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Playing the communal card – Editorial (Jan 19, 2012, The Hindu)

In the age of Baba Ramdev and countless other copycat dispensers of yogasanas, it will hardly be seen as an aberration if school and college administrations decide to promote yoga among students. However, when yoga as a popular trend becomes yoga by diktat, as happened recently in Madhya Pradesh where the Bharatiya Janata Party government mobilised support for mass surya namaskar camps, the exercise does acquire a divisive subtext. The ostensible purpose of these camps, which saw heavy participation by schools, colleges, and other organisations – many of them privately run and obviously feeling compelled to go along – was to get into the record books.

Yet questions do arise when the entire State Cabinet led by Chief Minister Shivraj Singh Chauhan makes a fetish of performing a particular asana that is known to cause unease among Muslims, including secular sections otherwise supportive of yoga. The surya namaskar carries with it a suggestion of sun worship, which is anathema to orthodox Muslims. Indeed, the pattern was set in 2007 when the State government sought to make yoga – and surya namaskar – compulsory in schools.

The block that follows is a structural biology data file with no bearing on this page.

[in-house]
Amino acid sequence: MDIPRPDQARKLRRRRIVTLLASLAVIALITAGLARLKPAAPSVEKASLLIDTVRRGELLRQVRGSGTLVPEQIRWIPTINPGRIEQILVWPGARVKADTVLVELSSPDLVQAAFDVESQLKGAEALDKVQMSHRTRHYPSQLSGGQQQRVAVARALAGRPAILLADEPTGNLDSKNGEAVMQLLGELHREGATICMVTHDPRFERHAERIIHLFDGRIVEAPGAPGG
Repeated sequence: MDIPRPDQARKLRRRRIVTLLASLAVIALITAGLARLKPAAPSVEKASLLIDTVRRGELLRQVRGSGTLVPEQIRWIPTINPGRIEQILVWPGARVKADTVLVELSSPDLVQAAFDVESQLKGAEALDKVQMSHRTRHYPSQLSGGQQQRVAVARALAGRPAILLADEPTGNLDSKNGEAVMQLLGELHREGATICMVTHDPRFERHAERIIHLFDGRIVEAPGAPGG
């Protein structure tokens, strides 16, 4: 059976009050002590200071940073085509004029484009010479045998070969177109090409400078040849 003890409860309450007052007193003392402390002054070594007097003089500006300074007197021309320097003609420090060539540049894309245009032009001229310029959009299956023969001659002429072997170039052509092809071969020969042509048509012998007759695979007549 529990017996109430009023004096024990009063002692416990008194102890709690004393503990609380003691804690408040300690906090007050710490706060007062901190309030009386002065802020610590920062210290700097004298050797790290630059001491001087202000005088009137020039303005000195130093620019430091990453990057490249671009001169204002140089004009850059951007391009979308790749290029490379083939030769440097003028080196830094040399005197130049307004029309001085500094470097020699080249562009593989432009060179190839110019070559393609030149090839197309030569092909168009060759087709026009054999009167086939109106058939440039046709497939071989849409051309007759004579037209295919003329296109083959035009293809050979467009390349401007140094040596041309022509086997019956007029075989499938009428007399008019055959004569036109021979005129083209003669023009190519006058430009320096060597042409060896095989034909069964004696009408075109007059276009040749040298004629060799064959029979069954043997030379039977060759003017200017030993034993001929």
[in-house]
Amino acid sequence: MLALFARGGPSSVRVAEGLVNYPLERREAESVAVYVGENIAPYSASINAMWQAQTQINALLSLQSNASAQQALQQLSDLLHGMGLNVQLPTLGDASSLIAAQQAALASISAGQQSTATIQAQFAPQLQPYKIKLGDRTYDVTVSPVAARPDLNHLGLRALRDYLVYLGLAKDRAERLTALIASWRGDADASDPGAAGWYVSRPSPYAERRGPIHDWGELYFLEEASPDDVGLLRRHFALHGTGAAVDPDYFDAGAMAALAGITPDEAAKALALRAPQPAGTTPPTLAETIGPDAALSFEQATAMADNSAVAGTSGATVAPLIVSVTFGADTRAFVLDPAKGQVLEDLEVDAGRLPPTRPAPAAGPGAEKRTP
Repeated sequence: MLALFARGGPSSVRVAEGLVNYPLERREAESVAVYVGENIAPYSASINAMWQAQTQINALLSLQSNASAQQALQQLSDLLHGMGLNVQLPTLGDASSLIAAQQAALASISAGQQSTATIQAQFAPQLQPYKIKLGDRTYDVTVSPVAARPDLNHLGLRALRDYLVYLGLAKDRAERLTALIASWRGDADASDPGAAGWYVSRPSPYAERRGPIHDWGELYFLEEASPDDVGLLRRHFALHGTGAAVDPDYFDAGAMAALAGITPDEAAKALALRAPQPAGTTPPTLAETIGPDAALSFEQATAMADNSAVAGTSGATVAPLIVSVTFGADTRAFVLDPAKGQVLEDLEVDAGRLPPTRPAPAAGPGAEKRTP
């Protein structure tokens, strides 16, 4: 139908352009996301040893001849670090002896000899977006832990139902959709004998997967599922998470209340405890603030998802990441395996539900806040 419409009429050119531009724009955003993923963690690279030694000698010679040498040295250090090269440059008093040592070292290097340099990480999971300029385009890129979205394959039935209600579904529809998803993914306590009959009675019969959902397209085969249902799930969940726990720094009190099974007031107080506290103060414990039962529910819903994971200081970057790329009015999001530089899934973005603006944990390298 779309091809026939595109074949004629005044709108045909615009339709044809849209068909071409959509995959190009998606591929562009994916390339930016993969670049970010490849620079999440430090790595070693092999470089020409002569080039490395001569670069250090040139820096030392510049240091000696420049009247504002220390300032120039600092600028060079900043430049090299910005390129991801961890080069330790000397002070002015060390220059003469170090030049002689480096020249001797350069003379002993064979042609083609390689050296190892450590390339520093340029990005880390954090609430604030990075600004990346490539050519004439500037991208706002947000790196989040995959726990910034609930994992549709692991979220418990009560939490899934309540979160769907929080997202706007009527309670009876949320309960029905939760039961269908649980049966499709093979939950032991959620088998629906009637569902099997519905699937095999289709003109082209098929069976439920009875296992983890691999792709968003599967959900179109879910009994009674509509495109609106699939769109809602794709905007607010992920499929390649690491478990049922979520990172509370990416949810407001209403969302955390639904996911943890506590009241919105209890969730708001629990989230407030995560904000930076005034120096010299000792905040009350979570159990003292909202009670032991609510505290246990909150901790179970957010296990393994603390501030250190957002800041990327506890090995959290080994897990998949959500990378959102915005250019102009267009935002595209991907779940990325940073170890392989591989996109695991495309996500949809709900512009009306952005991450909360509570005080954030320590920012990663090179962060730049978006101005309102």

The pressure eased only after the Madhya Pradesh High Court ruled against compulsory enlisting for yoga. Earlier in 2007, the State government had controversially made the singing of Vande Mataram compulsory. Ahead of the surya namaskar mobilisation this year, the government secured presidential assent for a draconian law against cow slaughter, which was followed by reports of attacks on Muslims. Clearly, a stint in power and more than a decade of coalitional leadership have not changed the BJP, whose single preoccupation is Hindu sectarian politics. Matters have been made worse by the Congress’ emulation of the BJP’s communal politics – in reverse.